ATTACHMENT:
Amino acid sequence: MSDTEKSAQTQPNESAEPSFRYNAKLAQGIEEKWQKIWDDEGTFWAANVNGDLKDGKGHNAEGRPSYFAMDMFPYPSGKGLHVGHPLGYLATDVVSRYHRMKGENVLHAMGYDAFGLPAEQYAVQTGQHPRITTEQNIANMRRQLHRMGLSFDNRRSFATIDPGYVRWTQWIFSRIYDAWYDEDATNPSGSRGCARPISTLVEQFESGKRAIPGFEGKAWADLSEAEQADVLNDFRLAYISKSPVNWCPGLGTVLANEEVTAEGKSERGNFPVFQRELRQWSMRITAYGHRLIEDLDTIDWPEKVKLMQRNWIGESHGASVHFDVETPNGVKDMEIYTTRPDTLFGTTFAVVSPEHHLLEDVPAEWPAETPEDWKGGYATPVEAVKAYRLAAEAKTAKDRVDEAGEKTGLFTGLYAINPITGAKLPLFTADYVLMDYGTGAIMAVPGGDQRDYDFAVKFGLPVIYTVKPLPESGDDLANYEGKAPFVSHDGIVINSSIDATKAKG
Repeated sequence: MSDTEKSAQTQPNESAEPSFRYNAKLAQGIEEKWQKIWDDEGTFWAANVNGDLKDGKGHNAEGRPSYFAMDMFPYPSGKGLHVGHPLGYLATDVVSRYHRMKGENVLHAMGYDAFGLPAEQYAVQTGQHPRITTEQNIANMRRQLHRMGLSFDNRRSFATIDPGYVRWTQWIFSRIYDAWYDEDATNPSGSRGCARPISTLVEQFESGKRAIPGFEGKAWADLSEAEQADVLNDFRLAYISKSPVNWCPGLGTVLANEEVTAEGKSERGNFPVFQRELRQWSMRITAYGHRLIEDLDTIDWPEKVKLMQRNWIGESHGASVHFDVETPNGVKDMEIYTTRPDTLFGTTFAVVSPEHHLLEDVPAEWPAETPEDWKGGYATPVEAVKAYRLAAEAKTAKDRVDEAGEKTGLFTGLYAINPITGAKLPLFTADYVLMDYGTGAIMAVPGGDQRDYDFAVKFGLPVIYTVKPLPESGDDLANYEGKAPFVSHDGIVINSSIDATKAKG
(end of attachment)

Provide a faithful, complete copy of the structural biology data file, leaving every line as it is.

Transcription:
Amino acid sequence: MSDTEKSAQTQPNESAEPSFRYNAKLAQGIEEKWQKIWDDEGTFWAANVNGDLKDGKGHNAEGRPSYFAMDMFPYPSGKGLHVGHPLGYLATDVVSRYHRMKGENVLHAMGYDAFGLPAEQYAVQTGQHPRITTEQNIANMRRQLHRMGLSFDNRRSFATIDPGYVRWTQWIFSRIYDAWYDEDATNPSGSRGCARPISTLVEQFESGKRAIPGFEGKAWADLSEAEQADVLNDFRLAYISKSPVNWCPGLGTVLANEEVTAEGKSERGNFPVFQRELRQWSMRITAYGHRLIEDLDTIDWPEKVKLMQRNWIGESHGASVHFDVETPNGVKDMEIYTTRPDTLFGTTFAVVSPEHHLLEDVPAEWPAETPEDWKGGYATPVEAVKAYRLAAEAKTAKDRVDEAGEKTGLFTGLYAINPITGAKLPLFTADYVLMDYGTGAIMAVPGGDQRDYDFAVKFGLPVIYTVKPLPESGDDLANYEGKAPFVSHDGIVINSSIDATKAKG
Repeated sequence: MSDTEKSAQTQPNESAEPSFRYNAKLAQGIEEKWQKIWDDEGTFWAANVNGDLKDGKGHNAEGRPSYFAMDMFPYPSGKGLHVGHPLGYLATDVVSRYHRMKGENVLHAMGYDAFGLPAEQYAVQTGQHPRITTEQNIANMRRQLHRMGLSFDNRRSFATIDPGYVRWTQWIFSRIYDAWYDEDATNPSGSRGCARPISTLVEQFESGKRAIPGFEGKAWADLSEAEQADVLNDFRLAYISKSPVNWCPGLGTVLANEEVTAEGKSERGNFPVFQRELRQWSMRITAYGHRLIEDLDTIDWPEKVKLMQRNWIGESHGASVHFDVETPNGVKDMEIYTTRPDTLFGTTFAVVSPEHHLLEDVPAEWPAETPEDWKGGYATPVEAVKAYRLAAEAKTAKDRVDEAGEKTGLFTGLYAINPITGAKLPLFTADYVLMDYGTGAIMAVPGGDQRDYDFAVKFGLPVIYTVKPLPESGDDLANYEGKAPFVSHDGIVINSSIDATKAKG